• Infrequent ejaculation or sexual abstinence can lead to oxidative stress due to reduction in semen turn-over. This means that the sperm stay in the gonads longer and therefore are exposed to reactive oxygen species, leukocytes or other toxic substances which can damage them. Men who ejaculated 4 or more times per month, had better sperm morphology.
  • Men who consumed 3 or more cups of coffee per day had reduced sperm concentration and total sperm count, as well as lower sperm quality.

Diet & Lifestyle Habits Greatly Impact Sperm Health

This study, published by Fertility and Sterility, 11/10/2011, observed 250 men, who were to undergo intracytoplasmic sperm injection (ICSI). The doctors evaluated their sperm samples prior to ICSI to determine the sperm health, count and motility. The outcomes of each of the IVF procedures were also observed. The men filled out daily questionnaires on how much they consumed alcoholic beverages, details of everything they ate, and how often they smoked cigarettes. Their body mass index (BMI) was also noted.

Negative findings in this study:

  • Men who are overweight to obese (high BMI) have slower sperm and lower concentration of sperm.
  • Men who drink alcohol regularly also have lower sperm motility and concentration.
  • Men who regularly smoked cigarettes had poor sperm motility.
  • Both alcohol and coffee consumption showed a reduced chance of fertilization.
  • Men who ate red meat had lowered had lower implantation and pregnancy rates.
  • Men who were on a weight loss diet had lowered implantation and pregnancy rates.

Of all the couples in the study, there was a high rate of successful fertilization of 75%, but just under 21% resulted in pregnancy. This study shows that poor lifestyle habits can greatly lower the quality of sperm health and reduce chances of a successful pregnancy.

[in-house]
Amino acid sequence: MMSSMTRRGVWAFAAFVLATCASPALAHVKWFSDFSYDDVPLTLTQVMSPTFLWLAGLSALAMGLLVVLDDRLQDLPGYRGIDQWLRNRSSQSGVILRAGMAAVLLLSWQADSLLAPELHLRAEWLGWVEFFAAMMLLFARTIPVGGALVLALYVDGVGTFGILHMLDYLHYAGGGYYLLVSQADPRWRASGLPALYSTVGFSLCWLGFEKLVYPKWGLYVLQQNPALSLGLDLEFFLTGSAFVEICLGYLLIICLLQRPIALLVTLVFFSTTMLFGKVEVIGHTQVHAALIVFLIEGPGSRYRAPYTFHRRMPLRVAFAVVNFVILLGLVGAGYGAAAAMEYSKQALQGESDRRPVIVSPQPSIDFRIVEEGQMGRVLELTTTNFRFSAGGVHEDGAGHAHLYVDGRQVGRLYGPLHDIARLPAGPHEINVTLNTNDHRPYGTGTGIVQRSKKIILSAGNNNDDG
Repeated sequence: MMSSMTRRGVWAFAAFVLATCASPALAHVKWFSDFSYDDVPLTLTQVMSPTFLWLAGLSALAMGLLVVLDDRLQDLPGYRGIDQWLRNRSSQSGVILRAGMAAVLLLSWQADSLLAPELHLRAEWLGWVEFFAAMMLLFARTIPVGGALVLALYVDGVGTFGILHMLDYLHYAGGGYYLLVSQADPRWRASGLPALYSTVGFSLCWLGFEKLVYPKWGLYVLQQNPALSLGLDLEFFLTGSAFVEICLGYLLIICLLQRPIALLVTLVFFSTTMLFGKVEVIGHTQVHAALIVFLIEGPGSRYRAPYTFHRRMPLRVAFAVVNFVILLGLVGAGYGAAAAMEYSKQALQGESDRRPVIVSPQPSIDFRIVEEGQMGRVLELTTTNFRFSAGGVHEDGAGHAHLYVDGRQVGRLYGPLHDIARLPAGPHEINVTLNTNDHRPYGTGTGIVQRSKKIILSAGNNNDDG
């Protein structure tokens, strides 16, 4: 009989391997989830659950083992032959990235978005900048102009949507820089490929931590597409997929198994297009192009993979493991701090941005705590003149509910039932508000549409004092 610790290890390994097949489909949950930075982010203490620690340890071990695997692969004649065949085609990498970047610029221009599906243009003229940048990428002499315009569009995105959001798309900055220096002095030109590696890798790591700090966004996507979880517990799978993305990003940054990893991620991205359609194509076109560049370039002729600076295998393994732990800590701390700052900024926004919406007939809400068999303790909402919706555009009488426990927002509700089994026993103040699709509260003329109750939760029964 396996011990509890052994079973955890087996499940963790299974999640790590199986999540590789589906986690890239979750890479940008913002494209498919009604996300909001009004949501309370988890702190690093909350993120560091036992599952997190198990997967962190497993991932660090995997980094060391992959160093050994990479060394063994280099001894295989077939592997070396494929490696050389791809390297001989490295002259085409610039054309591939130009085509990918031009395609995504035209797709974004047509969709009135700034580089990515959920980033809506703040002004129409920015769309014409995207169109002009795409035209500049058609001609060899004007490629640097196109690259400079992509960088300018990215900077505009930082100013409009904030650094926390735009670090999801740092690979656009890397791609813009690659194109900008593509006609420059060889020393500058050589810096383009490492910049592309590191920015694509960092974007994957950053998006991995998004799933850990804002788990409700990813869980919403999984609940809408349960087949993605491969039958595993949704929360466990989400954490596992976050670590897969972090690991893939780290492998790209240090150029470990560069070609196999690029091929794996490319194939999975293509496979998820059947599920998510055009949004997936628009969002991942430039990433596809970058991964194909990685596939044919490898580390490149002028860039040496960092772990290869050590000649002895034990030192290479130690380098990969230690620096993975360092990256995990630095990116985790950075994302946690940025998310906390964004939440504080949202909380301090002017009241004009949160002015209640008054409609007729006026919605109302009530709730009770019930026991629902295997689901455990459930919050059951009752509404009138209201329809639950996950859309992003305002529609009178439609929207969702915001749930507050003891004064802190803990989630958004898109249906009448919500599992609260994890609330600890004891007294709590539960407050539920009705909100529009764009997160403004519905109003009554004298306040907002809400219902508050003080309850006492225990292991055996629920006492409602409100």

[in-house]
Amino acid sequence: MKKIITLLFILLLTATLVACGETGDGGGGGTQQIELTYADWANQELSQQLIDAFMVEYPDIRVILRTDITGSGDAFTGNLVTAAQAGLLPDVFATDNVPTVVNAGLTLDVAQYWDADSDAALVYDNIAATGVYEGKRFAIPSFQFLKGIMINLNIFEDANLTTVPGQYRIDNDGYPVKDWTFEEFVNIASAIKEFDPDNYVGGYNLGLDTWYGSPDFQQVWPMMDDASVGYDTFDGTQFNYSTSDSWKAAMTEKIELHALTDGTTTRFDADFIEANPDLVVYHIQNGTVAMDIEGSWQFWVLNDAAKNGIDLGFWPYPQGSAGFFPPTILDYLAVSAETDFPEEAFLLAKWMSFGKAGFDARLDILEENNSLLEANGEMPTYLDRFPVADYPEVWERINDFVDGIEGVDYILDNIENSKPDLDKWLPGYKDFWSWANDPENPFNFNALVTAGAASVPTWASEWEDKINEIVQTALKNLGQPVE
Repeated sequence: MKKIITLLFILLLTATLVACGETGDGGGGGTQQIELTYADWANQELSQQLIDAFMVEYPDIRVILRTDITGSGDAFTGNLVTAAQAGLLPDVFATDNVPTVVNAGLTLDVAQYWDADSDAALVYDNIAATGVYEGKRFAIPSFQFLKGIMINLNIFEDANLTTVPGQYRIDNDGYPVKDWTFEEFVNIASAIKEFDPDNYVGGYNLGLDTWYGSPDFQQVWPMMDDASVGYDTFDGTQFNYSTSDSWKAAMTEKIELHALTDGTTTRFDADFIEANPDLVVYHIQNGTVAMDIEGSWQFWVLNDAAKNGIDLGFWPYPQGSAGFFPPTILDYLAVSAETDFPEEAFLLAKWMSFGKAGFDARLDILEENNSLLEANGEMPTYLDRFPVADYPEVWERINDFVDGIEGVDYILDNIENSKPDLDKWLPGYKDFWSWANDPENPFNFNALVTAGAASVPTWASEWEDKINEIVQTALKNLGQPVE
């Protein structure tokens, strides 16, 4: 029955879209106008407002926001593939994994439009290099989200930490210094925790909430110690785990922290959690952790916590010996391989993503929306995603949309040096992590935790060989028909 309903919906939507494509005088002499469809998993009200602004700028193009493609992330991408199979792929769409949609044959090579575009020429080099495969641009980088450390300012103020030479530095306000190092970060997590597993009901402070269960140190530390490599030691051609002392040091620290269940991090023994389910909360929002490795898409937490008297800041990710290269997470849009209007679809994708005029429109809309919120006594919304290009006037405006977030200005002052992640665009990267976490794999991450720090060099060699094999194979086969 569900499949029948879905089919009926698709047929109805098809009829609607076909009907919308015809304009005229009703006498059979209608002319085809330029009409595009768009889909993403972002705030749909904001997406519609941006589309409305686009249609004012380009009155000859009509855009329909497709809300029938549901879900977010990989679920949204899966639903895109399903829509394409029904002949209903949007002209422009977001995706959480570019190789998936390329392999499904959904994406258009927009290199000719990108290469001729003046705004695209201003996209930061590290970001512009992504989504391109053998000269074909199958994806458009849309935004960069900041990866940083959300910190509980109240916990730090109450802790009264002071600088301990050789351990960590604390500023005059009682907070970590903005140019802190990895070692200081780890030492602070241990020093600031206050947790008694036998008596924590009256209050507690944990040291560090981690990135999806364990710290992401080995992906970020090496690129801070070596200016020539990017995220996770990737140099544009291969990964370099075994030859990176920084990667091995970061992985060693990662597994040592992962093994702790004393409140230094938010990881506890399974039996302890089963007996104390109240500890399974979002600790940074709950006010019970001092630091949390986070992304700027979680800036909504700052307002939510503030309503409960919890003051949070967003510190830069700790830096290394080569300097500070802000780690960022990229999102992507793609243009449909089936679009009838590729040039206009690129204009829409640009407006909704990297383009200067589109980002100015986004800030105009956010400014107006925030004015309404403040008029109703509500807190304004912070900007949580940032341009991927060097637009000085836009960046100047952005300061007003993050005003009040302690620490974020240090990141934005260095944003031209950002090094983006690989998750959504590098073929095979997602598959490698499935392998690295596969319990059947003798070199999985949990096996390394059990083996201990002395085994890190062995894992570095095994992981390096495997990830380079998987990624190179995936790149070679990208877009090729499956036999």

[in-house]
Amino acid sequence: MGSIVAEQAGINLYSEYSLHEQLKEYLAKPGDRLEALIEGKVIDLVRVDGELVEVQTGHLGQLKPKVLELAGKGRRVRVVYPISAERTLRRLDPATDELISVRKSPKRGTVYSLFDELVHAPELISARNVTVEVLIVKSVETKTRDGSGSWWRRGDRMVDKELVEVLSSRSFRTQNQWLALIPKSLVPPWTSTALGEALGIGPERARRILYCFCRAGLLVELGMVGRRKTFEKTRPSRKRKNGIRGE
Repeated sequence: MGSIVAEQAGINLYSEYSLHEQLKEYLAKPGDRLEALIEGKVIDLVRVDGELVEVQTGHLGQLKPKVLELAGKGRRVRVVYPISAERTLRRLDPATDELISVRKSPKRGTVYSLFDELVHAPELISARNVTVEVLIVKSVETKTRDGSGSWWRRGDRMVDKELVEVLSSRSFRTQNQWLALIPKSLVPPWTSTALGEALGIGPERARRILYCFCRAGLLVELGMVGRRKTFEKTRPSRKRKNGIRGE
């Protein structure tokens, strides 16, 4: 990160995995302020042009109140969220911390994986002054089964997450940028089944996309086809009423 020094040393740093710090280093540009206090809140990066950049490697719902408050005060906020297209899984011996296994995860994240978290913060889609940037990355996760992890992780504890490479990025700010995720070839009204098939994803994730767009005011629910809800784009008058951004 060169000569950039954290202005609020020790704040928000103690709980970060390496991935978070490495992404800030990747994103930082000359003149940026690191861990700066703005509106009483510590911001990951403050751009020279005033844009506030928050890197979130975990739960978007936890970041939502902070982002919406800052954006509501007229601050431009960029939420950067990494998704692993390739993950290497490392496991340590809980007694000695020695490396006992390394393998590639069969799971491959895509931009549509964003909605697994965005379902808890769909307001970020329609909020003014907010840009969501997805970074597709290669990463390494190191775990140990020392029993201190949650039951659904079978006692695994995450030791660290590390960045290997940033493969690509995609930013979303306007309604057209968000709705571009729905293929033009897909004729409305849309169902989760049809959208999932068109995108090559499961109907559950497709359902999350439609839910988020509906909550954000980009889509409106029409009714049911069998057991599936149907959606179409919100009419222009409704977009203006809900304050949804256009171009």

Comments:

It appears that a common cause of male infertility could simply be poor lifestyle choices which are negatively impacting sperm health. Fortunately this can be changed! Men can improve their sperm health in as little as 3 months by implementing some simple tips.

5 Quick Tips to Improve Sperm Health

1. Eat a whole food, nutrient dense fertility diet that includes whole grains, a wide variety of fresh fruits and vegetables, good fats, lots of clean water and clean protein.

2. Reduce and maintain a BMI between 19 to 25 through diet changes and regular moderate exercise.

3. Make sure that you are climaxing and ejaculating more than 4 times a month. This will help prevent oxidative damage to sperm.

4. Avoid processed junk foods high in trans fats, alcohol, nicotine and caffeine consumption; all of these have been shown to reduce sperm count and quality.

5. Implement all these changes for at least 3 months to change the health of your sperm.

Want to learn more about what you can do to improve sperm health and count? Click here…

References:
1. http://www.medicalnewstoday.com/articles/236272.php
2. Wogatzky et al. Reproductive Biology and Endocrinology 2012, 10 :115 http://www.rbej.com/content/10/1/115, http://www.biomedcentral.com/content/pdf/1477-7827-10-115.pdf
3. bit.ly/vJVFYj Fertility and Sterility, online November 10, 2011.

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[-] 2 Comments
  1. I am trying to become pregnant, for one year now, but no success. I usually have a dark clotty flow. What should I do? I am a Nigerian.